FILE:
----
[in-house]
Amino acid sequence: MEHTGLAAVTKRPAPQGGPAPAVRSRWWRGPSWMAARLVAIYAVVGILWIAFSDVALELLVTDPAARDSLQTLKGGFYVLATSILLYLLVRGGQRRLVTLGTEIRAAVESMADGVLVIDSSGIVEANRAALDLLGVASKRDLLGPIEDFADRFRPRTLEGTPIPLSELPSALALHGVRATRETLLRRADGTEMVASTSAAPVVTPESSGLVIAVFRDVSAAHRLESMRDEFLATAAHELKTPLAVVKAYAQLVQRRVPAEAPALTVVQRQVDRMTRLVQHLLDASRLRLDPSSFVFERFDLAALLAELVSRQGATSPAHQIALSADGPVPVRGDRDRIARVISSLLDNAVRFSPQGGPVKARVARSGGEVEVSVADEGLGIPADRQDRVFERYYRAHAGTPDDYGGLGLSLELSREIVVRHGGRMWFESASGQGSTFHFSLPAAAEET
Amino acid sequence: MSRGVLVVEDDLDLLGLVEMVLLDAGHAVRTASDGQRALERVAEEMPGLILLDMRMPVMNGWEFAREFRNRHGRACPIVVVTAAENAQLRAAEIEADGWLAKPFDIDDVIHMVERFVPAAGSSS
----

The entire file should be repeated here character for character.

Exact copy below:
[in-house]
Amino acid sequence: MEHTGLAAVTKRPAPQGGPAPAVRSRWWRGPSWMAARLVAIYAVVGILWIAFSDVALELLVTDPAARDSLQTLKGGFYVLATSILLYLLVRGGQRRLVTLGTEIRAAVESMADGVLVIDSSGIVEANRAALDLLGVASKRDLLGPIEDFADRFRPRTLEGTPIPLSELPSALALHGVRATRETLLRRADGTEMVASTSAAPVVTPESSGLVIAVFRDVSAAHRLESMRDEFLATAAHELKTPLAVVKAYAQLVQRRVPAEAPALTVVQRQVDRMTRLVQHLLDASRLRLDPSSFVFERFDLAALLAELVSRQGATSPAHQIALSADGPVPVRGDRDRIARVISSLLDNAVRFSPQGGPVKARVARSGGEVEVSVADEGLGIPADRQDRVFERYYRAHAGTPDDYGGLGLSLELSREIVVRHGGRMWFESASGQGSTFHFSLPAAAEET
Amino acid sequence: MSRGVLVVEDDLDLLGLVEMVLLDAGHAVRTASDGQRALERVAEEMPGLILLDMRMPVMNGWEFAREFRNRHGRACPIVVVTAAENAQLRAAEIEADGWLAKPFDIDDVIHMVERFVPAAGSSS